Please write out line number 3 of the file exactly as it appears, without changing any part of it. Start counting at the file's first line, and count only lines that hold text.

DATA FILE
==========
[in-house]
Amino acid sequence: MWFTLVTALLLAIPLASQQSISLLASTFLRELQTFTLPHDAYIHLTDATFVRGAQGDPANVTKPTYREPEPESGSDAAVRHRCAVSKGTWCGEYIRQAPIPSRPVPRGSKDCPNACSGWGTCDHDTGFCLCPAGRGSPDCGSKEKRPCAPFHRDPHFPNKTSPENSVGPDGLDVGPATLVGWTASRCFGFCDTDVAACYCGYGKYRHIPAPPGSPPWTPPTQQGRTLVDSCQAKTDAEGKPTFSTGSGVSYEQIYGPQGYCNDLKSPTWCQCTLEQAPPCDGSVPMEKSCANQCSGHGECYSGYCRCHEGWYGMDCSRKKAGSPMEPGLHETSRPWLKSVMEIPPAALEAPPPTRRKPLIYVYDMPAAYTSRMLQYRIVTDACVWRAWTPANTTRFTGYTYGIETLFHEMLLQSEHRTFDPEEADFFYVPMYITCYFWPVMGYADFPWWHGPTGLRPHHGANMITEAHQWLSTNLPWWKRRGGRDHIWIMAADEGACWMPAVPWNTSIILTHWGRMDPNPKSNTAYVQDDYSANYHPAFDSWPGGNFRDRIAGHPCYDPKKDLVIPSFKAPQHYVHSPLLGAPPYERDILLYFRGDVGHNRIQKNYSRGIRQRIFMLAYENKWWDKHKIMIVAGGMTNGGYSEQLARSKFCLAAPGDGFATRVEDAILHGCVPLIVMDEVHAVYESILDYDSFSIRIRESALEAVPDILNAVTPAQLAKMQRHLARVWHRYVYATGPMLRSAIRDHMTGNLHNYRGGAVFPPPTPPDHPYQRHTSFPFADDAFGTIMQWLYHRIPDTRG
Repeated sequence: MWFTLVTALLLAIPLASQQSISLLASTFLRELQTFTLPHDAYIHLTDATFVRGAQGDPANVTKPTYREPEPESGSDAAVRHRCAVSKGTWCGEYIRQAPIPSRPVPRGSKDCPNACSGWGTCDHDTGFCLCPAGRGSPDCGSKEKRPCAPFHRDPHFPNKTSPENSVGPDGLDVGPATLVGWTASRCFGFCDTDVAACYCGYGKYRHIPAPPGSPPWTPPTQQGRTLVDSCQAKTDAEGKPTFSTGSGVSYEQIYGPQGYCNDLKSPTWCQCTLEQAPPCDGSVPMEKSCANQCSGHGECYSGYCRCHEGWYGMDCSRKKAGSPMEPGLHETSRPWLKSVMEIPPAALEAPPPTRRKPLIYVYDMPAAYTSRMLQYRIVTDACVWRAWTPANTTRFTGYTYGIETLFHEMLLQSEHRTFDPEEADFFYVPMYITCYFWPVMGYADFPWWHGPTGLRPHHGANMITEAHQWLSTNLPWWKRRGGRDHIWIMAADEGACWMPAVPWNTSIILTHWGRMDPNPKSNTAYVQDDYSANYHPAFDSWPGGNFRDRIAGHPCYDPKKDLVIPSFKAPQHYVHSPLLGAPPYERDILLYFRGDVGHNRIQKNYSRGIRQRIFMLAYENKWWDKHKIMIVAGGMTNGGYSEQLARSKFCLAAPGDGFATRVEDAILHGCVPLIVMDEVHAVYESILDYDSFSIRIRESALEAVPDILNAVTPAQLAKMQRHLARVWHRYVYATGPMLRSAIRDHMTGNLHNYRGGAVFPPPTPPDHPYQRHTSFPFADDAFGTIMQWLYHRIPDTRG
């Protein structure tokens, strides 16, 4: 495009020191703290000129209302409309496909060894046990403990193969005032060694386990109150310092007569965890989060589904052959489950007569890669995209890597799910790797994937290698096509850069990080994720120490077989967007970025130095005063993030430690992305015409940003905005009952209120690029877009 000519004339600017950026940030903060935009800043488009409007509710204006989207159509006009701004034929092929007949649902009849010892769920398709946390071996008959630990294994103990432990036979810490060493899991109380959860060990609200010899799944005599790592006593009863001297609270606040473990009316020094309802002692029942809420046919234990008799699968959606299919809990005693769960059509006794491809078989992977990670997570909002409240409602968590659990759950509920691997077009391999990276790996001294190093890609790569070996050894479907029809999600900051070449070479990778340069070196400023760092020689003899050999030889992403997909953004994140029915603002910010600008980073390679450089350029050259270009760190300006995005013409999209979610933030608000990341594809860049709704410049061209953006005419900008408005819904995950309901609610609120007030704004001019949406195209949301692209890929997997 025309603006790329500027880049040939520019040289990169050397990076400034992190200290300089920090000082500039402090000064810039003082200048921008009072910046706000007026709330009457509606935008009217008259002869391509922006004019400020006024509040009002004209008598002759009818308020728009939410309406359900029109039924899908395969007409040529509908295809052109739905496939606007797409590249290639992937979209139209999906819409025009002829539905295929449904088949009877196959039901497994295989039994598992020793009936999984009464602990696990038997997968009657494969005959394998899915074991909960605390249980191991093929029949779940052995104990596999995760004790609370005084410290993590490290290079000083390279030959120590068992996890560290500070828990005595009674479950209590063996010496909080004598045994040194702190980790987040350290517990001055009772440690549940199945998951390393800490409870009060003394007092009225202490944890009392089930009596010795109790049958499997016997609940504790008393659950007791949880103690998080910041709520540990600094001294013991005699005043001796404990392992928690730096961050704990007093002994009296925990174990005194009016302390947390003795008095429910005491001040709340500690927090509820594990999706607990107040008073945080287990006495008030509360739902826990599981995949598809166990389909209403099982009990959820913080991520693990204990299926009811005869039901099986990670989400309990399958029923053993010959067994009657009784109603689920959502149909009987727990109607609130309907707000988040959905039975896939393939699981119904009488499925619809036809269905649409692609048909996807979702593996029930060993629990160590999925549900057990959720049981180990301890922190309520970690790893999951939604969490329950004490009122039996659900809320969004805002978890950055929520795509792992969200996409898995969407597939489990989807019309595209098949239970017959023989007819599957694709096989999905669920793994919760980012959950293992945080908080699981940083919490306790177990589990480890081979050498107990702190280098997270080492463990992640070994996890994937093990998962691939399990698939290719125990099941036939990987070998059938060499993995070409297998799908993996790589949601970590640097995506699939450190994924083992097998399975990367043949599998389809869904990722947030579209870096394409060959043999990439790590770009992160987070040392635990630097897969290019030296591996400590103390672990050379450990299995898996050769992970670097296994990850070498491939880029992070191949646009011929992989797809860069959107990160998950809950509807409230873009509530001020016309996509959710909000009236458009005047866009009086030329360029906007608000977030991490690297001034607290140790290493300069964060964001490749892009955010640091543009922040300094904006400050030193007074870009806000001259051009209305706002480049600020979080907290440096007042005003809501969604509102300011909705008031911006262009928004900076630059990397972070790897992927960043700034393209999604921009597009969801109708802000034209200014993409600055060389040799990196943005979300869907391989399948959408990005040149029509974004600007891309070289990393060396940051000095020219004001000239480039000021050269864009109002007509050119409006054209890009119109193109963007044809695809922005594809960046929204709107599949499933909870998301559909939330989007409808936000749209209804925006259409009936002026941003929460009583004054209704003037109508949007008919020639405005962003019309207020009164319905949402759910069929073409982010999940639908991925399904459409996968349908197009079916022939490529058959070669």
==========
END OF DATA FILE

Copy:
Repeated sequence: MWFTLVTALLLAIPLASQQSISLLASTFLRELQTFTLPHDAYIHLTDATFVRGAQGDPANVTKPTYREPEPESGSDAAVRHRCAVSKGTWCGEYIRQAPIPSRPVPRGSKDCPNACSGWGTCDHDTGFCLCPAGRGSPDCGSKEKRPCAPFHRDPHFPNKTSPENSVGPDGLDVGPATLVGWTASRCFGFCDTDVAACYCGYGKYRHIPAPPGSPPWTPPTQQGRTLVDSCQAKTDAEGKPTFSTGSGVSYEQIYGPQGYCNDLKSPTWCQCTLEQAPPCDGSVPMEKSCANQCSGHGECYSGYCRCHEGWYGMDCSRKKAGSPMEPGLHETSRPWLKSVMEIPPAALEAPPPTRRKPLIYVYDMPAAYTSRMLQYRIVTDACVWRAWTPANTTRFTGYTYGIETLFHEMLLQSEHRTFDPEEADFFYVPMYITCYFWPVMGYADFPWWHGPTGLRPHHGANMITEAHQWLSTNLPWWKRRGGRDHIWIMAADEGACWMPAVPWNTSIILTHWGRMDPNPKSNTAYVQDDYSANYHPAFDSWPGGNFRDRIAGHPCYDPKKDLVIPSFKAPQHYVHSPLLGAPPYERDILLYFRGDVGHNRIQKNYSRGIRQRIFMLAYENKWWDKHKIMIVAGGMTNGGYSEQLARSKFCLAAPGDGFATRVEDAILHGCVPLIVMDEVHAVYESILDYDSFSIRIRESALEAVPDILNAVTPAQLAKMQRHLARVWHRYVYATGPMLRSAIRDHMTGNLHNYRGGAVFPPPTPPDHPYQRHTSFPFADDAFGTIMQWLYHRIPDTRG